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Moab
4:44 pm
Thu December 13, 2012

Construction Begins on Moab's First Zipline

The new zipline will be on the estate of Charley Steen, the famed uranium king who put Moab on the map in the 1950s. It’s the same property that includes the Sunset Grill, high on the hillside, which used to be the Steen residence overlooking the town. Mark Steen, Charley’s son, has teamed up with locals Mike Bynum and his son Casey to build the zipline. It was Casey’s idea.  

"Well my wife and I, Emily, were down in Costa Rica, and as most people do while they're down there, they jump on one of their canopy tours, and we just had a blast.  It came out to be a pretty good idea, we thought, to try and put one of these here in Moab."
 

The Bynums brought in Arial Designs of Seattle to design the course, which will consist of six different ziplines, accessed by a two mile ATV ride.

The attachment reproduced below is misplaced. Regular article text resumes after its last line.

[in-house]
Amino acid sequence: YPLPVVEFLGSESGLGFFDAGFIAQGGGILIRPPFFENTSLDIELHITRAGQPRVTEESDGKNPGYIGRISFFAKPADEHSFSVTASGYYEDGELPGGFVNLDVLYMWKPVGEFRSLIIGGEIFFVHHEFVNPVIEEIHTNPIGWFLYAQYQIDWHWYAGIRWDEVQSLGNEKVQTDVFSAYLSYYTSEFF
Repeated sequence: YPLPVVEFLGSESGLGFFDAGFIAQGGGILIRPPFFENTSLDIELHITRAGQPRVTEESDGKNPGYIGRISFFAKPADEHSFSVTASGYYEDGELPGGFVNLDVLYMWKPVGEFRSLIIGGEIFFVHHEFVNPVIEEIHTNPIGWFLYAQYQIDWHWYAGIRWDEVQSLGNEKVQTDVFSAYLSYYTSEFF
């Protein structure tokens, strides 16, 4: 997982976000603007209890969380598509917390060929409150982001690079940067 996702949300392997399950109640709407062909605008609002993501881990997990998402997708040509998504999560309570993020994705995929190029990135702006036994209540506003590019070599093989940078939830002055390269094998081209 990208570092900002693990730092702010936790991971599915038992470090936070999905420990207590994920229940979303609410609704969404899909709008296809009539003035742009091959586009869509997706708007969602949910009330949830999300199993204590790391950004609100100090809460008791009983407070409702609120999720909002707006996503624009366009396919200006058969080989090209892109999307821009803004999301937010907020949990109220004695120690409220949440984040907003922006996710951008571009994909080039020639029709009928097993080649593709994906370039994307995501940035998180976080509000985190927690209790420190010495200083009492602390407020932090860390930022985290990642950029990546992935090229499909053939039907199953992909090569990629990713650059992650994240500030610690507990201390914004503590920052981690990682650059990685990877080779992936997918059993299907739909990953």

"The Steen property goes all the way up, over the big G, up on to the top of the slick rock up there. Within 20 minutes people are going to jump in the Polaris Rangers, and drive up the hillside and then start their tour up on top. To be able to have a real fun ATV four wheel drive experience, which so many people come to Moab to do anyway, and then obviously a zipline on top of that. So it’s a little bit of a combo tour."

One of the first things the Bynums learned is that the sag of the cable has a lot to do with the characteristics of the ride.

"So the first zipline’s kind of short, not too fast, and then as you work your way through the course they get a little steeper, and certainly longer and faster. You know by the time you’re at the end of the tour you’re doing a 1200 to 1300 foot zipline."

Because Moab is known as an "adventure town," Bynum believes the zip line will fit right in. The town asked for extra engineering studies, but permits were granted with no opposition. Bynum says to protect the scenery it will be a "minimalist" course.

"All of our posts are as short as possible. Our takeoffs and landings are rock to rock, so there aren’t going to be any big platforms that people are used to when you’re going tree to tree."

The plan is for the ziplines to open to the public in March, and remain open through October.